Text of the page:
The unheard voices: how society silences women

May 29, 2024
women without faces Image: iStock/ Bigmouse108

In our country and across the world, the voices of women often go unheard. Whether it is a gasping plea of ‘I can’t breathe’ or a harrowing confession of ‘He raped me,’ the voices of women are frequently dismissed, disbelieved, or outright ignored. This tragic reality stems from a deeply ingrained societal bias that views women as manipulative, deceitful, and cunning. Through this gendered lens, society perpetuates a culture of scepticism and distrust toward women, effectively demonising them and invalidating their experiences.

The gendered lens of distrust

Historically, women have been portrayed in literature, media, and folklore as schemers and temptresses, perpetuating stereotypes that paint them as inherently untrustworthy, and therefore dangerous. Think of Circe in Greek mythology. Circe is a powerful sorceress who lived on the island of Aeaea. She is most famously featured in Homer’s epic, The Odyssey. In this tale, Odysseus and his men arrive at Circe’s island during their journey home from the Trojan War. Circe invites the men into her home, offering them food and drink that she has laced with a potion. This potion transforms them into pigs, hence revealing Circe’s so called ‘deceptive’ and ‘manipulative’ nature. Or what about Morgan le Fay, also known as Morgana, a prominent character in the tales of King Arthur and the Knights of the Round Table? Morgan le Fay is often depicted as a powerful enchantress with a deep knowledge of magic, and her character is frequently associated with manipulation and deceit. Morgan is sometimes depicted as Arthur’s half-sister, who uses her magical abilities to scheme against him and his kingdom. One of her most famous plots involves the seduction of Arthur’s knight, Sir Lancelot, and various attempts to undermine the unity of the Round Table.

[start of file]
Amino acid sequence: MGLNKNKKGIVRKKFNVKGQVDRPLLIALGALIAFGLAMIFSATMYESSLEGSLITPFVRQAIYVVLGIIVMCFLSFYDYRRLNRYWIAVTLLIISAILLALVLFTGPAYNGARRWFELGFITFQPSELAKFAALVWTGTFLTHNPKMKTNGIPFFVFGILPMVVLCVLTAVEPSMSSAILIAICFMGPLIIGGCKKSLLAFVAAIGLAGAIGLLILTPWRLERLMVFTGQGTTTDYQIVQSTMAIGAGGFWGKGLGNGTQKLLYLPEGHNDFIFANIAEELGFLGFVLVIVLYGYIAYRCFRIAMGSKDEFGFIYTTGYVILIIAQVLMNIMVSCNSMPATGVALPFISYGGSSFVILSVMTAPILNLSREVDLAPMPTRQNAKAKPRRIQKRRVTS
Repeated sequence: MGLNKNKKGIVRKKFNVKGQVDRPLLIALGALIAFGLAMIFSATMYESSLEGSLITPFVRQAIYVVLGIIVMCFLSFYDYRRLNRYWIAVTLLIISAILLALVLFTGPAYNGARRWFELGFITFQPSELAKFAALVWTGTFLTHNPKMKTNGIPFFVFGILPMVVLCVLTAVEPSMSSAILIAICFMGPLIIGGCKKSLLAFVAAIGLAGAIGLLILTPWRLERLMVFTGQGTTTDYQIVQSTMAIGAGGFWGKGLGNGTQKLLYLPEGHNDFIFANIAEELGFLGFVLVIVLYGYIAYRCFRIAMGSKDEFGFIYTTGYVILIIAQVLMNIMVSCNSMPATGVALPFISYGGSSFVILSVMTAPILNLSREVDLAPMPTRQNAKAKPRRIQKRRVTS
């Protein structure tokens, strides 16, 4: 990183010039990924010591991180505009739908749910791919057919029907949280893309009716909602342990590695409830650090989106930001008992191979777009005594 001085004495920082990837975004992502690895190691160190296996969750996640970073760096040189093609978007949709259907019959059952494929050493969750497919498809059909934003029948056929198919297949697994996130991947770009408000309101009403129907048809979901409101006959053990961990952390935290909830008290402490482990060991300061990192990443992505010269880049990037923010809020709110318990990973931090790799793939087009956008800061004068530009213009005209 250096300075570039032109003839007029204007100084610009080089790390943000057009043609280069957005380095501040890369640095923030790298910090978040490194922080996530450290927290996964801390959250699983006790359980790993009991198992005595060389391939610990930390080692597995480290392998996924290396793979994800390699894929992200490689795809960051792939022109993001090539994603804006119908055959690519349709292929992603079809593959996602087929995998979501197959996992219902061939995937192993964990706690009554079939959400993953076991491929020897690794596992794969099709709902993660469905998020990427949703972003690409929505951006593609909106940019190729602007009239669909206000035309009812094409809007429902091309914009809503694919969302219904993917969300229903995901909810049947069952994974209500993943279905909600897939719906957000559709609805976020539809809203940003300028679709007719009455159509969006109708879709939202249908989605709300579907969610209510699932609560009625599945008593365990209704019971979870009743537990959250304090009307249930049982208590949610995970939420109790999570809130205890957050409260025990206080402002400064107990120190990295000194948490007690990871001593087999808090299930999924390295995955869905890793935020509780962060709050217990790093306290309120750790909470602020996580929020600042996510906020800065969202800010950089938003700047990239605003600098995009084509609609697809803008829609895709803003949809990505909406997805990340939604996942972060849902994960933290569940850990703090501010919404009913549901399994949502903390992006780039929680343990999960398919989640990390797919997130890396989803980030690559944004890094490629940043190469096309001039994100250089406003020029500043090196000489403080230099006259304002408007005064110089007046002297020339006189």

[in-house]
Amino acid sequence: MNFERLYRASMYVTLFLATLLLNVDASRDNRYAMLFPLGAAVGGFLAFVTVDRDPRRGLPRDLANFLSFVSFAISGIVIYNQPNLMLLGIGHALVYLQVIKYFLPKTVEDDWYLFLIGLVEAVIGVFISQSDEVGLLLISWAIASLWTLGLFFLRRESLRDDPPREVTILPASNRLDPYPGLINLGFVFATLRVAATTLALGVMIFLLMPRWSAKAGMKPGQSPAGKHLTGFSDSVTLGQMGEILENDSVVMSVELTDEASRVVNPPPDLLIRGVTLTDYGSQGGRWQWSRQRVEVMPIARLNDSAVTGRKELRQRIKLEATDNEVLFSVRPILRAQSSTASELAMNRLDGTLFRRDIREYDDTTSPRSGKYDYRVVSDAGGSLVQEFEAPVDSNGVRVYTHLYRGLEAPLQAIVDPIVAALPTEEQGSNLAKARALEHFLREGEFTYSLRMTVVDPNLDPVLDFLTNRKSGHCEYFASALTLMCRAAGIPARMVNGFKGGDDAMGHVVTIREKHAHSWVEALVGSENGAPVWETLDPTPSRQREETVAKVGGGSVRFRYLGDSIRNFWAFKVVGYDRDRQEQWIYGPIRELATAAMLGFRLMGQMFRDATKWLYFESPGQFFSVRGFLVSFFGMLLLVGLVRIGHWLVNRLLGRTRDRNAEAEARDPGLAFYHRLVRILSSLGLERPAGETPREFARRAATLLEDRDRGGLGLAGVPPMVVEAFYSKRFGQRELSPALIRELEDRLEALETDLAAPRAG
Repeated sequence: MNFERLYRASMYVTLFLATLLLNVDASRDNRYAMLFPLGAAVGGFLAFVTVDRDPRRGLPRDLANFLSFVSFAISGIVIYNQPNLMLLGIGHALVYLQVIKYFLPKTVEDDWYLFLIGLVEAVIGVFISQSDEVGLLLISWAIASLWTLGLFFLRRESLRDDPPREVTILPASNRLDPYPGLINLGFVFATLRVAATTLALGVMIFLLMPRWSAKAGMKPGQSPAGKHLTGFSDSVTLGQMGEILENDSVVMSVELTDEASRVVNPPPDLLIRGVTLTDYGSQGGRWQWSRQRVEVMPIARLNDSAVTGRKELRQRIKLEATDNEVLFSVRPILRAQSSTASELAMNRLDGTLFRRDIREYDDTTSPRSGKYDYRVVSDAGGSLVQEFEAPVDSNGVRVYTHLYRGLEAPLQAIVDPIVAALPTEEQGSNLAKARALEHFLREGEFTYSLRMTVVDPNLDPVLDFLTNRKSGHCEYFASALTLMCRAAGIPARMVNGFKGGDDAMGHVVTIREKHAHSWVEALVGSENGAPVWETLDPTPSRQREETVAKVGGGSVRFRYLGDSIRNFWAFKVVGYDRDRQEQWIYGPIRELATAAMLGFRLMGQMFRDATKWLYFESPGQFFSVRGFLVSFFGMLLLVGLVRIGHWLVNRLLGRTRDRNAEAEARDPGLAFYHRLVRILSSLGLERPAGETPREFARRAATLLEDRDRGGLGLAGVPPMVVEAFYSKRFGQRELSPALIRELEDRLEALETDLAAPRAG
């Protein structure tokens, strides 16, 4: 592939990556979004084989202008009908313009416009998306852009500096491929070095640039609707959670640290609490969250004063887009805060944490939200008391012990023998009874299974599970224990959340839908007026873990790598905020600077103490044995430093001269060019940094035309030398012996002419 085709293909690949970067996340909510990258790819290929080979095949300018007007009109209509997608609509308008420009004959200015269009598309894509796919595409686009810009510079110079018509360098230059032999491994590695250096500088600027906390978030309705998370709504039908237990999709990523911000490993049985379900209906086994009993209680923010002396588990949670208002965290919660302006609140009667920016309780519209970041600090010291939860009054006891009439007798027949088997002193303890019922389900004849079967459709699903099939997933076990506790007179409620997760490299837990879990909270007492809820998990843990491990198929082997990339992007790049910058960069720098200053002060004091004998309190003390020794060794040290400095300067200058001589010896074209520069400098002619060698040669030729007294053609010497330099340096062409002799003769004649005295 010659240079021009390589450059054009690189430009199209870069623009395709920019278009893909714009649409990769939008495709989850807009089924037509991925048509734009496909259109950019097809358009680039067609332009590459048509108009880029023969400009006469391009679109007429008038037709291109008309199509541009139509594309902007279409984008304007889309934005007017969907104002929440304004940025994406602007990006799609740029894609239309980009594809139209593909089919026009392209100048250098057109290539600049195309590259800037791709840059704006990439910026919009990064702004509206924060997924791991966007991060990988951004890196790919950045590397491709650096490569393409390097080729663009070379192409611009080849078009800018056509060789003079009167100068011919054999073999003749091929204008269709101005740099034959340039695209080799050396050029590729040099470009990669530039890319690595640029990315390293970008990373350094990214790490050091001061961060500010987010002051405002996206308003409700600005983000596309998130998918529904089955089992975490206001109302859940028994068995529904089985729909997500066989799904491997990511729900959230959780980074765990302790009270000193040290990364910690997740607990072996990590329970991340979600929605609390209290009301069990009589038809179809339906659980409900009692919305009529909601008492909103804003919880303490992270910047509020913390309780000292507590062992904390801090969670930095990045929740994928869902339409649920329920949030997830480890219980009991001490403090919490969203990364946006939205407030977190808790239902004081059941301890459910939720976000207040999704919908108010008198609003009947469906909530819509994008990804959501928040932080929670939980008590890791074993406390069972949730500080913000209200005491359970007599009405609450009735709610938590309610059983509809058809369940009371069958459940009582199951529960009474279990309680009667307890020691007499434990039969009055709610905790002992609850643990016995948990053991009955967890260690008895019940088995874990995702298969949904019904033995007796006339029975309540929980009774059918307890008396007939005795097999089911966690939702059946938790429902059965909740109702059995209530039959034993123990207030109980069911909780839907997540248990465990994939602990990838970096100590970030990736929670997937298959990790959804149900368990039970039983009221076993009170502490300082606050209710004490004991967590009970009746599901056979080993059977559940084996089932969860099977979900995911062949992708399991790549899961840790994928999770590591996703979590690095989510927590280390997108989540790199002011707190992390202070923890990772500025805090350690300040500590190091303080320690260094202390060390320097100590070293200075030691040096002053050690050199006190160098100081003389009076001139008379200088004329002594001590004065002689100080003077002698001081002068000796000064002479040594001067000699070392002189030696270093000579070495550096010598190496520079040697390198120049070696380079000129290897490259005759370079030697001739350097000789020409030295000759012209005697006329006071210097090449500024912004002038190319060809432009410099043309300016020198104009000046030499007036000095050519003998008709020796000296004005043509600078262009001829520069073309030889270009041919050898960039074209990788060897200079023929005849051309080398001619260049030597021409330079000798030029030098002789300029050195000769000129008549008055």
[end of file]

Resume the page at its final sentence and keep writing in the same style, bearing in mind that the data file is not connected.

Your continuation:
The legends of women’s power and wiles aren’t just stories from folklore and mythology, they are tales that have had a lasting impact on how women are perceived in society. They have perpetuated the idea that women, by nature, are schemers and temptresses, contributing to the deep-seated mistrust and demonisation of women that persists in various forms to this day. The stereotypes created by this narrative have seeped into the collective consciousness of humanity, influencing how women’s words and actions are perceived. When a woman speaks out, whether it is about sexual violence, domestic violence, workplace harassment, or any form of mistreatment, she often faces an immediate and disproportionate level of scrutiny. This scepticism isn’t just a societal oversight; it’s a reflection of deeply rooted misogyny.

This deeply entrenched misogyny was apparent in the recent Brittany Higgins case. Higgins was treated with suspicion when making allegations of rape by her former Liberal party colleague, Bruce Lehrmann in 2019. Allegations which later led to Lehrmann being found at fact by Justice Michael Lee to have raped his colleague in Parliament House. However, back in February 2021, then senior ACT police officer, Detective Superintendent Scott Moller, who supervised the police investigation, disclosed to an inquiry his ‘immediate suspicion’ of Brittany Higgins’ allegation of being raped during her time working in Parliament House, citing her intention to speak to the media as a reason to question her motives. In his mind, Higgins must have had nefarious motivations for alleging rape, motivations other than justice. She was, in his mind, a manipulative individual using her claim of sexual assault for attention rather than seeking genuine redress for the wrong done to her. This perspective, particularly in cases that become high profile, starkly illustrate the deep-seated misogyny that clouds the judgment of those in power, leading to the systemic disbelief and demonisation of women who come forward with their stories.